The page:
“I think if we do decide to it’s going be very tough to police,” he told the PA news agency.

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A Digital Covid Certificate Checker on a mobile phone is used to check the validity of a Digital Covid Passport in Dublin (Niall Carson/PA)

A Digital Covid Certificate Checker on a mobile phone is used to check the validity of a Digital Covid Passport in Dublin (Niall Carson/PA)

PA

A Digital Covid Certificate Checker on a mobile phone is used to check the validity of a Digital Covid Passport in Dublin (Niall Carson/PA)

“Do our security staff do it, do I do it, do I get a medical professional in to do it, who does it? Are the guys up on the hill going to come down and show us how to do it?”

Mr Duffy said he has concerns about the concept of customers having to prove vaccination status on entry, but added that if such a system is to operate it should be a “legal requirement”.

“It feels a little bit of passing the buck almost,” he said of the Executive’s approach.

“I was in Dublin a few weeks ago and Covid passports or certification scans down there work very, very well and are very easy – very, very quick to get in and out.”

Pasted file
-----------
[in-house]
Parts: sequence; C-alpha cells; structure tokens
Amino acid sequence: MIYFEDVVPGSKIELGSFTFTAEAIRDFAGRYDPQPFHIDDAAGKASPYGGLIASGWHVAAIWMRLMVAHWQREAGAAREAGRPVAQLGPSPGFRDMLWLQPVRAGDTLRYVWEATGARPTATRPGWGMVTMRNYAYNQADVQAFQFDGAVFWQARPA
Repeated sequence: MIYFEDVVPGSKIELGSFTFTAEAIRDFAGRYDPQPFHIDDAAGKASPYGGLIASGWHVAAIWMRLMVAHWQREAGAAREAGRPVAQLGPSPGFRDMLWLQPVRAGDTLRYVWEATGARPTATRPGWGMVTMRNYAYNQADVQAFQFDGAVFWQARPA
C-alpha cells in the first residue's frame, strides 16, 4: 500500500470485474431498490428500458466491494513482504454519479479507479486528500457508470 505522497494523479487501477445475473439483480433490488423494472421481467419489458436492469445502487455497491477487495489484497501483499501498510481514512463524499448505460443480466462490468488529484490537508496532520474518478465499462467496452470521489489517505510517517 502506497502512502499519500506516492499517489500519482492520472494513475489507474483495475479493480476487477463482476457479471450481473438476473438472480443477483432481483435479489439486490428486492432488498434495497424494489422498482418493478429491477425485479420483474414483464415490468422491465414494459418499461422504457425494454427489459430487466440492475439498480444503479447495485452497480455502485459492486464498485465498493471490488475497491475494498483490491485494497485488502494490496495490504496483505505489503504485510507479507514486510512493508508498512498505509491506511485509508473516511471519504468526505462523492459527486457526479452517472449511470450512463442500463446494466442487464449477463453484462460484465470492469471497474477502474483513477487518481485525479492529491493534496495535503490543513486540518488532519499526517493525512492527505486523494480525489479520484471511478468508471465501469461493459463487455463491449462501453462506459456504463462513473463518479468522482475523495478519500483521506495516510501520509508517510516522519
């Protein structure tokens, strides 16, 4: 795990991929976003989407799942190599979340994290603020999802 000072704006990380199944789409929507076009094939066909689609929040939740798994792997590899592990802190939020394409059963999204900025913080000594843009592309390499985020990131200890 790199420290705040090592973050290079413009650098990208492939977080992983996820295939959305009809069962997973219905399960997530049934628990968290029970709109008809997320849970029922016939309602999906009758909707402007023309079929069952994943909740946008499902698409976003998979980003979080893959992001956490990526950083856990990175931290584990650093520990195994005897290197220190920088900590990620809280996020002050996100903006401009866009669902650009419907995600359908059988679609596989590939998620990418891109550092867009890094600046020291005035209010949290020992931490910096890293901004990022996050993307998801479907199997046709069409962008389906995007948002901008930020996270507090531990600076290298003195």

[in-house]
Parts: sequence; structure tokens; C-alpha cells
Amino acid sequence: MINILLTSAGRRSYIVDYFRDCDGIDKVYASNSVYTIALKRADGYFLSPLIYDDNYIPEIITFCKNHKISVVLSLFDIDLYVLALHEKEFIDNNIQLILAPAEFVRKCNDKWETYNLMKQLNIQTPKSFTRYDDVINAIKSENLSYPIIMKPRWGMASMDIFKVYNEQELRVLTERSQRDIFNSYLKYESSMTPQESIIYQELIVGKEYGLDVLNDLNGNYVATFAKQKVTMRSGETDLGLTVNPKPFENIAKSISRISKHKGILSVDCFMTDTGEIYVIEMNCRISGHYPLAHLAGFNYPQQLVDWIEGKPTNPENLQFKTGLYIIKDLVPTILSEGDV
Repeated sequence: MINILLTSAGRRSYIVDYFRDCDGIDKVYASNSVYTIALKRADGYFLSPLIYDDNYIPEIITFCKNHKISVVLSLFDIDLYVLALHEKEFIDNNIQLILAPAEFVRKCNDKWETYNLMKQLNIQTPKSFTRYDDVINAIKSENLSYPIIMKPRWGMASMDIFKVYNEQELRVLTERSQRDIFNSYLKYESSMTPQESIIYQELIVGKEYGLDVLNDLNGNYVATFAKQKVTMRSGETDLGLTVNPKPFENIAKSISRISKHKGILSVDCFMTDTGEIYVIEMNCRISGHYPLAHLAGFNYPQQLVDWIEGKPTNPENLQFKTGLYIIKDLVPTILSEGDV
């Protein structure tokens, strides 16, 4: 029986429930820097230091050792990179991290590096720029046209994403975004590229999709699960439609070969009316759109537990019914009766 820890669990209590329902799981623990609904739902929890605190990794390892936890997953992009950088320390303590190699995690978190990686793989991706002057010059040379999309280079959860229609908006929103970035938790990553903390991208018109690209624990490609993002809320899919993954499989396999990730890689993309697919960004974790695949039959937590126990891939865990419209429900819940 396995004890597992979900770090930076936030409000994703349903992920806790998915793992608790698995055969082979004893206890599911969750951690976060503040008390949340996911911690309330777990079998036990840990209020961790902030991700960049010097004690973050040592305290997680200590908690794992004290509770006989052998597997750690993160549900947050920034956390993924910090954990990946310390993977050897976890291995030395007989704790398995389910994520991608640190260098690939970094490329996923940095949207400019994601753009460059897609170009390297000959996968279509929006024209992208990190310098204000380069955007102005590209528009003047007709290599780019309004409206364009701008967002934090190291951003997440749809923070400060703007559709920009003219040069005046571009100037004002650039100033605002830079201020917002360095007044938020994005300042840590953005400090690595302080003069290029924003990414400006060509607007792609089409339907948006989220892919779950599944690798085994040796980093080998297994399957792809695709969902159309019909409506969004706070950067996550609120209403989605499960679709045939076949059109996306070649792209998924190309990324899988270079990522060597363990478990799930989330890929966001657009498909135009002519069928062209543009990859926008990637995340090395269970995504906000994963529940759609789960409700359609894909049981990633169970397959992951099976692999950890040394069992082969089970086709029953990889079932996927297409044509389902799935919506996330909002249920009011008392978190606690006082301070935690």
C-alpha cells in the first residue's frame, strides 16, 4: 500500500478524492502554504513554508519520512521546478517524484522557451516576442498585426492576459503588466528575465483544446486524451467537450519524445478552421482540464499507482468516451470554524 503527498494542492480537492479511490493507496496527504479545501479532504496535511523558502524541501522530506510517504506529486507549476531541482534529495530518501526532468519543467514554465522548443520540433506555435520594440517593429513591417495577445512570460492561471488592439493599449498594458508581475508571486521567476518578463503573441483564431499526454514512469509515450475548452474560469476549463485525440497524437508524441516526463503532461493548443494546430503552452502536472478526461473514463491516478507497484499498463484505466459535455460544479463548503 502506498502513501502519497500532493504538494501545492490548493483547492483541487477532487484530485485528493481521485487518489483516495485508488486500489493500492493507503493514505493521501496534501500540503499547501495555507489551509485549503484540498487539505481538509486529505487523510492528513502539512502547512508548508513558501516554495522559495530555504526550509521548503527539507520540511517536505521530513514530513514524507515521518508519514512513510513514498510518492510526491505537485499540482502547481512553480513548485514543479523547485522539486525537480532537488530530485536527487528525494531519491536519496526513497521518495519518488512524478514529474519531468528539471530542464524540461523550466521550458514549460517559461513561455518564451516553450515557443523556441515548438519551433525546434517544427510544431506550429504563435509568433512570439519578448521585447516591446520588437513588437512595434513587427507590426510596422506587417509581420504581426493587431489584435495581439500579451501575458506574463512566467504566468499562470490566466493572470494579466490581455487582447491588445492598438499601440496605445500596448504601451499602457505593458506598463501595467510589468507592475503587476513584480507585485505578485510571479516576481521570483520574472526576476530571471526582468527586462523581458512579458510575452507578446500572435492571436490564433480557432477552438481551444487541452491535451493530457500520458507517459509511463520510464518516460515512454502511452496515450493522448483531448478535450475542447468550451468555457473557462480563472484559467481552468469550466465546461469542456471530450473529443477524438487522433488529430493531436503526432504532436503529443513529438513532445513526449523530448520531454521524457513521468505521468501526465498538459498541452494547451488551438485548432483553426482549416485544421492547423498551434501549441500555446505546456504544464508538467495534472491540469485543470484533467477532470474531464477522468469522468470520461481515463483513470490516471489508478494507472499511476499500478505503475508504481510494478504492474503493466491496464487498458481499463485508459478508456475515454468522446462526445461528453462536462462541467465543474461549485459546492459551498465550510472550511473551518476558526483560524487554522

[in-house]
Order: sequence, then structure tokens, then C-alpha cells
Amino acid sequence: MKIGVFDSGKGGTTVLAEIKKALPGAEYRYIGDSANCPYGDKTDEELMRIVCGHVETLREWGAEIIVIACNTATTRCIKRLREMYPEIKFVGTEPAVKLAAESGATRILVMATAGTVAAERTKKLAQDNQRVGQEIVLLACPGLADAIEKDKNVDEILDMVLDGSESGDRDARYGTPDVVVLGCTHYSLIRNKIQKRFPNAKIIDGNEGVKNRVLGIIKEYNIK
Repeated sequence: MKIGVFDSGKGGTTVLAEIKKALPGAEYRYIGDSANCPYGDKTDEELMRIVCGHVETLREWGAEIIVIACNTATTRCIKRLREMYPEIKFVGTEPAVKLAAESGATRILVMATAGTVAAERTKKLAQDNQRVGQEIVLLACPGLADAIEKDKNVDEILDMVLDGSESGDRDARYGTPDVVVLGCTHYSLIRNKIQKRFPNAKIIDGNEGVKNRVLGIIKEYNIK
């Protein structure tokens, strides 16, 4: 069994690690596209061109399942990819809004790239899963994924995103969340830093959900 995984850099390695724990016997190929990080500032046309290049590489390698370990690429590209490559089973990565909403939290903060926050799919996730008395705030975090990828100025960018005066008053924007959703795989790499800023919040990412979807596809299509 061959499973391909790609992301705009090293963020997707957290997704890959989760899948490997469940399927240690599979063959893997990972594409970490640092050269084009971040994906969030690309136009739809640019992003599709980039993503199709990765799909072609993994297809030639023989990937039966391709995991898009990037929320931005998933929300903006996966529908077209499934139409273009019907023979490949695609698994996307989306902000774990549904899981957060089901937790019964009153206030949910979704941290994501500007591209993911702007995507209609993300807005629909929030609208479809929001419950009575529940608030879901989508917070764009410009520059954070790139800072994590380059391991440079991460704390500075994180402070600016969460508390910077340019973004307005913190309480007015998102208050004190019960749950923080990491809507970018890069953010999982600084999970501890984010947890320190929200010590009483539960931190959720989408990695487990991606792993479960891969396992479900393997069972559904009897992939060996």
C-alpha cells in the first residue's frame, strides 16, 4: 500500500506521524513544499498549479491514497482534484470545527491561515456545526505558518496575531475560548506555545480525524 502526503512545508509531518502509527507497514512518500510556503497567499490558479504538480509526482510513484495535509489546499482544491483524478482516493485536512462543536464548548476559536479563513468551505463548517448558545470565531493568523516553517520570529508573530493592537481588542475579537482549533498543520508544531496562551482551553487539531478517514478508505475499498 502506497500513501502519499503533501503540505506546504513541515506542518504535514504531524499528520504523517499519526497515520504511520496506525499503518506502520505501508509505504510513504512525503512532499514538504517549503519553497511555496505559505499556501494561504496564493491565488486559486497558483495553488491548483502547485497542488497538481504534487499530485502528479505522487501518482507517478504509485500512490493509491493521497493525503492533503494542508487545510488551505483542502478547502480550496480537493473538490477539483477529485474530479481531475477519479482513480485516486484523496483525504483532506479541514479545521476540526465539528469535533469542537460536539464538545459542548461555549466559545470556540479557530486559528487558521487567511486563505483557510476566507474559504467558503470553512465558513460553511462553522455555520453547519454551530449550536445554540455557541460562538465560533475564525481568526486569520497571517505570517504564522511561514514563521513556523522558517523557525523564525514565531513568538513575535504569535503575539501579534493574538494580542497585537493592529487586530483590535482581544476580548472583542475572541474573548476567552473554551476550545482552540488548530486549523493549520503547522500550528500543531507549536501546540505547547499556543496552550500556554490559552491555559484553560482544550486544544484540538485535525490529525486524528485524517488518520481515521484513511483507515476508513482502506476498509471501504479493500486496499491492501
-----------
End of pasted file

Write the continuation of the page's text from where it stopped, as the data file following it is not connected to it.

He said an unregulated system will be open to abuse.

“I don’t think it should be forced on the industry that has been first to close and last to open to enforce them (to ask) ‘Are you vaccinated, are you not vaccinated?’

“It’s just going to cause a bottleneck, it’s going to cause disruption.”

Mr Duffy added: “If someone comes in without a mask and says ‘Sorry, I’m exempt from it’, how do I challenge them? Legally, I can’t.

“So how do we do the same with Covid tests?

“I could take a Covid test, for talk’s sake, and it be negative and hand it to someone else (to show at the door). It would be false proof but on a point of contact it’s proof.

“Is it a picture? Do they bring it with them? Is it a certification that comes with the NI gov app? How do we check? I think it’s a real tough one to police.”

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Sean Duffy, managing director of Love and Death nightclub in Belfast. PA Photo. Picture date: Monday October 25 2021. See PA story ULSTER Coronavirus Nightclubs. Photo credit should read: Liam McBurney/PA Wire